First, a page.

was a great relief to my mind; and on inquiring further of other students, I found that those persons only who from natural imbecility appeared to be incapable of ever relishing those divine performances, made pretensions to instantaneous raptures on first beholding them.-In justice to myself, however, I must add, that though disappointed and mortified at not finding myself enraptured with the works of this great master, I did not for a moment conceive or suppose that the name of Raffaelle, and those admirable paintings in particular, owed their reputation to the ignorance and prejudice of mankind; on the contrary, my not relishing them as I was conscious I ought to have done, was one of the most humiliating circumstances that ever happened to me; I found myself in the midst of works executed upon principles with which I was unacquainted: I felt my ignorance, and stood abashed. All the indigested notions of painting which I had

brought with me from England, where the art was in the lowest state it had ever been in, (it could not indeed be lower,) were to be totally done away, and eradicated from my mind. mind. It was necessary, as it is expressed on a very solemn occasion, that I should become as a little child.-Notwithstanding my disappointment, I

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ceeded to copy some of those excellent works. I viewed them again and again; I even affected to feel their merit, and to admire them, more than I really did. In a short time a new taste and new perceptions began to dawn upon me; and I was convinced that I had originally formed a false opinion of the perfection of art, and that this great painter was well entitled to the high rank which he holds in the estimation of the world. The truth is, that if these works had really been what I expected, they would have contained beauties. superficial and alluring, but by no means such as would have entitled them to the

great reputation which they have so long and so justly obtained.

Having since that period frequently revolved this subject in my mind, I am now clearly of opinion, that a relish for the higher excellencies of art is an acquired taste, which no man ever possessed without long cultivation, and great labour and attention. On such occasions as that which I have mentioned, we are often ashamed of our apparent dulness; as if it were to be expected that our minds, like tinder, should instantly catch fire from the divine spark of Raffaelle's genius. I flatter myself that now it would be so, and that I have a just and lively perception of his great powers: but let it be always remembered, that the excellence of his style is not on the surface, but lies deep; and at the first view is seen but mistily. It is the florid style, which strikes at once, and captivates the eye for a time, without b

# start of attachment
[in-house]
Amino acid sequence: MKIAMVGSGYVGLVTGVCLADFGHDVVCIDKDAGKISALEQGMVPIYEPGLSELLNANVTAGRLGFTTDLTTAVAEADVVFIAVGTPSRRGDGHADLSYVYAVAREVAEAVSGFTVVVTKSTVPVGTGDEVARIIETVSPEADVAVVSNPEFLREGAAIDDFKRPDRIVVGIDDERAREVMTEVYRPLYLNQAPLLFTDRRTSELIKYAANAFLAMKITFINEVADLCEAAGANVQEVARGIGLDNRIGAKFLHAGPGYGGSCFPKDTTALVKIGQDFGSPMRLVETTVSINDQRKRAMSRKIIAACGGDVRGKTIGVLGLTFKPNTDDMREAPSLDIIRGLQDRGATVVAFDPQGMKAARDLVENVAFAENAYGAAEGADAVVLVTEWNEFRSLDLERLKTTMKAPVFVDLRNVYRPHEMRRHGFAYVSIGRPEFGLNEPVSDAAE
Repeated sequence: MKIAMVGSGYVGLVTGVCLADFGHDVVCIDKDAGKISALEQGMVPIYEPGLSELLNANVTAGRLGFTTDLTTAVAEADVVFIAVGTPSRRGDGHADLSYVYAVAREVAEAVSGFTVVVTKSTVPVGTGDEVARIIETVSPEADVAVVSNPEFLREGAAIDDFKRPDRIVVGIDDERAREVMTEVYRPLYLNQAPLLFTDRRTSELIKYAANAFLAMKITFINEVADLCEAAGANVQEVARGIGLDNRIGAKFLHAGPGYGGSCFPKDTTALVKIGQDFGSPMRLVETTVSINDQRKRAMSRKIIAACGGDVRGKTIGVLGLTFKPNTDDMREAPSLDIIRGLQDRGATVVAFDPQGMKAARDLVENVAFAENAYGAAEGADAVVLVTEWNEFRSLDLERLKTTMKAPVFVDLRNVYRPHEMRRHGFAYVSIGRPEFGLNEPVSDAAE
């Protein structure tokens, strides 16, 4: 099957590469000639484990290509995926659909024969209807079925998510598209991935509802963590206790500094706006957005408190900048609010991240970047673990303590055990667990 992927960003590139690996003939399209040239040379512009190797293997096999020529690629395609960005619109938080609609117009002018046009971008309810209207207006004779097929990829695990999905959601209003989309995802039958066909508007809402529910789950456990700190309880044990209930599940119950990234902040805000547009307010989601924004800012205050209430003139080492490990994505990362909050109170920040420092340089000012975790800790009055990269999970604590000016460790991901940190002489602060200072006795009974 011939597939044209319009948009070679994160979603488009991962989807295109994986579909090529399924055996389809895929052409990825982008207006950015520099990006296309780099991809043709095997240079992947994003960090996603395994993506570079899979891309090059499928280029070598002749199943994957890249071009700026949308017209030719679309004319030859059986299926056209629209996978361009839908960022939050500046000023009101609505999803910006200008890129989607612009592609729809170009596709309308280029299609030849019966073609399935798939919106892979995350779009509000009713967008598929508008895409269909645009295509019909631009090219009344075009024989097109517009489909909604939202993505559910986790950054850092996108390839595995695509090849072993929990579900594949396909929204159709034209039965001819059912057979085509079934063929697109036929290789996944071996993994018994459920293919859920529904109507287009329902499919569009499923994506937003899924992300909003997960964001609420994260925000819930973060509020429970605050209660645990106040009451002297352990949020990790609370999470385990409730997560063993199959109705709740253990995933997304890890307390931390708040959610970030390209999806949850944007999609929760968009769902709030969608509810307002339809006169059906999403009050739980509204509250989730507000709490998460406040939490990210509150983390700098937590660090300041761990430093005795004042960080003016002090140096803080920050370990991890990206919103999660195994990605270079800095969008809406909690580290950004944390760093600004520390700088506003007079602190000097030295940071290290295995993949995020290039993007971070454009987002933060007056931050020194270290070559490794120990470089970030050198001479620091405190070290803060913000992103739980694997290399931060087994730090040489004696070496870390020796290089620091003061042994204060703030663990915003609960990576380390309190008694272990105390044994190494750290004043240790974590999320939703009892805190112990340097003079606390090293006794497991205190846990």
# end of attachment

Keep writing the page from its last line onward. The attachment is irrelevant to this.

ever satisfying the judgement. Nor does painting in this respect differ from other arts. A just poetical taste, and the acquisition of a nice discriminative musical ear, are equally the work of time. Even the eye, however perfect in itself, is often unable to distinguish between the brilliancy of two diamonds; though the experienced jeweller will be amazed at its blindness; not considering that there was a time when he himself could not have been able to pronounce which of the two was the most perfect, and that his own power of discrimination was acquired by slow and imperceptible degrees.

"The man of true genius, instead of spending all his hours, as many artists do while they are at Rome, in measuring statues and copying pictures, soon begins to think. for himself, and endeavours to do something like what he sees.—I consider general copying (he adds) as a delusive kind of industry :

the student satisfies himself with the appearance of doing something; he falls into the dangerous habit of imitating without selecting, and of labouring without any determinate object as it requires no effort of the mind, he sleeps over his work, and those powers of invention and disposition which ought particularly to be called out and put in action, lie torpid, and lose their energy for want of exercise. How incapable of producing any thing of their own, those are, who have spent most of their time in making finished copies, is an observation well known to all who are conversant with our art."" We may be assured, therefore, that this great painter did not fall into the errour here pointed out ;did not long continue the practice of copying the great works which were at this period


" This observation occurs nearly in the same words in the first Discourse.

1 Of the few copies which he made while he was at Rome, two are now in the possession of the Earl of Inchiquin, who married his niece, Miss Palmer; St. Mi

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